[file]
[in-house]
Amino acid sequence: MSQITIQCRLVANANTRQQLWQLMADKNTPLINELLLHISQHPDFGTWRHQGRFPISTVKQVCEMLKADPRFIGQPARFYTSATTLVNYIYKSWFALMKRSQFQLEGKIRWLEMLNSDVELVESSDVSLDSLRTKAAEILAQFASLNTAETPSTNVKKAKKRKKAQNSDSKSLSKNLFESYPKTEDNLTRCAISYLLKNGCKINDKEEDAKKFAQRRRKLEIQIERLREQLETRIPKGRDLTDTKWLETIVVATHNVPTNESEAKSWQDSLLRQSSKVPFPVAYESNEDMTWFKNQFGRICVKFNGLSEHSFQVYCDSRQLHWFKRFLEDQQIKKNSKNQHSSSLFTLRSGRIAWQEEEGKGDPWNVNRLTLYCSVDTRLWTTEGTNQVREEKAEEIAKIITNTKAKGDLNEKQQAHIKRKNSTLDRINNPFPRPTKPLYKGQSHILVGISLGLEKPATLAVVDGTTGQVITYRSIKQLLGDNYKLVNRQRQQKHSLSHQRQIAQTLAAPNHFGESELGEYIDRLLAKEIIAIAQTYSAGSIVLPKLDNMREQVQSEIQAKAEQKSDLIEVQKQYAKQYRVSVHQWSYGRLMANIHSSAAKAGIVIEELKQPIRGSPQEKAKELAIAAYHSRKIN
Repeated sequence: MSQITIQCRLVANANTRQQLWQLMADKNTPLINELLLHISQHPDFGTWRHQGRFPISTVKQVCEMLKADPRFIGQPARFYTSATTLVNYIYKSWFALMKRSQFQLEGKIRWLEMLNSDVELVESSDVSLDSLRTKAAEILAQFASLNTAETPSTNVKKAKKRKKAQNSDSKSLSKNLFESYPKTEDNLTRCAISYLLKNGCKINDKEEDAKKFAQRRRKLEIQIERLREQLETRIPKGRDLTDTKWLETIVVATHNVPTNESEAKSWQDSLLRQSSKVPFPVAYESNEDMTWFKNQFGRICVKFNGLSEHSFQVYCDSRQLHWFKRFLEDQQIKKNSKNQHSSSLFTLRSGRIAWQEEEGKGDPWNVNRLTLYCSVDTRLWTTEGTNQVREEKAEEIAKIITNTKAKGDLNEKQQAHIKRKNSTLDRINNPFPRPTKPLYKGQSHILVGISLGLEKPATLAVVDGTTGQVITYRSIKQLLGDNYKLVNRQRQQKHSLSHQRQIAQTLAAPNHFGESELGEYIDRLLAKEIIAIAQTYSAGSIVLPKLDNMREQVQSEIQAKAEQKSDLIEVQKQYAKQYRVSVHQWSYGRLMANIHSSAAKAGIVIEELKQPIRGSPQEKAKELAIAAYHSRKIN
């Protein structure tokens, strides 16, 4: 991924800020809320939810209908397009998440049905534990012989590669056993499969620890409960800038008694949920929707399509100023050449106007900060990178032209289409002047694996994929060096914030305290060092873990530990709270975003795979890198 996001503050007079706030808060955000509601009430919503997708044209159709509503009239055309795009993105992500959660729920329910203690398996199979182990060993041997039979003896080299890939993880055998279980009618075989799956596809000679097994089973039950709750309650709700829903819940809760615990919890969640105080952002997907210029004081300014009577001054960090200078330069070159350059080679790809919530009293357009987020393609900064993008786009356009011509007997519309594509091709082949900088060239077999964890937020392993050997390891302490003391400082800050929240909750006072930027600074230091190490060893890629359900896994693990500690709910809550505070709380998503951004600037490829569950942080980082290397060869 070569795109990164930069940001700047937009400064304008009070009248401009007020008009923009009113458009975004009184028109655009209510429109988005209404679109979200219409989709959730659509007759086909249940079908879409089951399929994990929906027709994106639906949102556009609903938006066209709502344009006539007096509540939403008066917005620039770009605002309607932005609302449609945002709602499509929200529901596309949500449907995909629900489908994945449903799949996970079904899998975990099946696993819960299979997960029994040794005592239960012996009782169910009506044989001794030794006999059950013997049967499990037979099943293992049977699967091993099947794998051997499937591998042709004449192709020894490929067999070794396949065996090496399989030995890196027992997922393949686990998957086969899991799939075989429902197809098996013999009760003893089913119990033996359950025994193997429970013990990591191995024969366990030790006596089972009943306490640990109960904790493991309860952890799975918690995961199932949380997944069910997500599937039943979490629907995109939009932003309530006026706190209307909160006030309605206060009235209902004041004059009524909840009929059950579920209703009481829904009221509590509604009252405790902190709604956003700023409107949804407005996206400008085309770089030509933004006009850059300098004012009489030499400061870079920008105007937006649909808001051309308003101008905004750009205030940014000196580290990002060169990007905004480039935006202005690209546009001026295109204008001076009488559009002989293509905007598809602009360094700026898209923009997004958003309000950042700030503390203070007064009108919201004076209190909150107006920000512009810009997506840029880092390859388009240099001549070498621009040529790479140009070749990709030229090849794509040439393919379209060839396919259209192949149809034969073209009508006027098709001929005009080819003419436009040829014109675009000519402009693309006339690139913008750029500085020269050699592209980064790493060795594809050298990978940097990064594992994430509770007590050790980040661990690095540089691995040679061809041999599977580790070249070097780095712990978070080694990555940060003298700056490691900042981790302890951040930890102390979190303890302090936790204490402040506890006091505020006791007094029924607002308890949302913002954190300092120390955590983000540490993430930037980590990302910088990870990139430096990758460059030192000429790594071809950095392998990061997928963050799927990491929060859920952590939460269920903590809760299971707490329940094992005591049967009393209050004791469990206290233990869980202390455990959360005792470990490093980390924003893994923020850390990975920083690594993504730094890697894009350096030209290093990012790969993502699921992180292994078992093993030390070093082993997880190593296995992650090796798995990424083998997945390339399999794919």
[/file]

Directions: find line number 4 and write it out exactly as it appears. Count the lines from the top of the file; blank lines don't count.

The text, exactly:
């Protein structure tokens, strides 16, 4: 991924800020809320939810209908397009998440049905534990012989590669056993499969620890409960800038008694949920929707399509100023050449106007900060990178032209289409002047694996994929060096914030305290060092873990530990709270975003795979890198 996001503050007079706030808060955000509601009430919503997708044209159709509503009239055309795009993105992500959660729920329910203690398996199979182990060993041997039979003896080299890939993880055998279980009618075989799956596809000679097994089973039950709750309650709700829903819940809760615990919890969640105080952002997907210029004081300014009577001054960090200078330069070159350059080679790809919530009293357009987020393609900064993008786009356009011509007997519309594509091709082949900088060239077999964890937020392993050997390891302490003391400082800050929240909750006072930027600074230091190490060893890629359900896994693990500690709910809550505070709380998503951004600037490829569950942080980082290397060869 070569795109990164930069940001700047937009400064304008009070009248401009007020008009923009009113458009975004009184028109655009209510429109988005209404679109979200219409989709959730659509007759086909249940079908879409089951399929994990929906027709994106639906949102556009609903938006066209709502344009006539007096509540939403008066917005620039770009605002309607932005609302449609945002709602499509929200529901596309949500449907995909629900489908994945449903799949996970079904899998975990099946696993819960299979997960029994040794005592239960012996009782169910009506044989001794030794006999059950013997049967499990037979099943293992049977699967091993099947794998051997499937591998042709004449192709020894490929067999070794396949065996090496399989030995890196027992997922393949686990998957086969899991799939075989429902197809098996013999009760003893089913119990033996359950025994193997429970013990990591191995024969366990030790006596089972009943306490640990109960904790493991309860952890799975918690995961199932949380997944069910997500599937039943979490629907995109939009932003309530006026706190209307909160006030309605206060009235209902004041004059009524909840009929059950579920209703009481829904009221509590509604009252405790902190709604956003700023409107949804407005996206400008085309770089030509933004006009850059300098004012009489030499400061870079920008105007937006649909808001051309308003101008905004750009205030940014000196580290990002060169990007905004480039935006202005690209546009001026295109204008001076009488559009002989293509905007598809602009360094700026898209923009997004958003309000950042700030503390203070007064009108919201004076209190909150107006920000512009810009997506840029880092390859388009240099001549070498621009040529790479140009070749990709030229090849794509040439393919379209060839396919259209192949149809034969073209009508006027098709001929005009080819003419436009040829014109675009000519402009693309006339690139913008750029500085020269050699592209980064790493060795594809050298990978940097990064594992994430509770007590050790980040661990690095540089691995040679061809041999599977580790070249070097780095712990978070080694990555940060003298700056490691900042981790302890951040930890102390979190303890302090936790204490402040506890006091505020006791007094029924607002308890949302913002954190300092120390955590983000540490993430930037980590990302910088990870990139430096990758460059030192000429790594071809950095392998990061997928963050799927990491929060859920952590939460269920903590809760299971707490329940094992005591049967009393209050004791469990206290233990869980202390455990959360005792470990490093980390924003893994923020850390990975920083690594993504730094890697894009350096030209290093990012790969993502699921992180292994078992093993030390070093082993997880190593296995992650090796798995990424083998997945390339399999794919």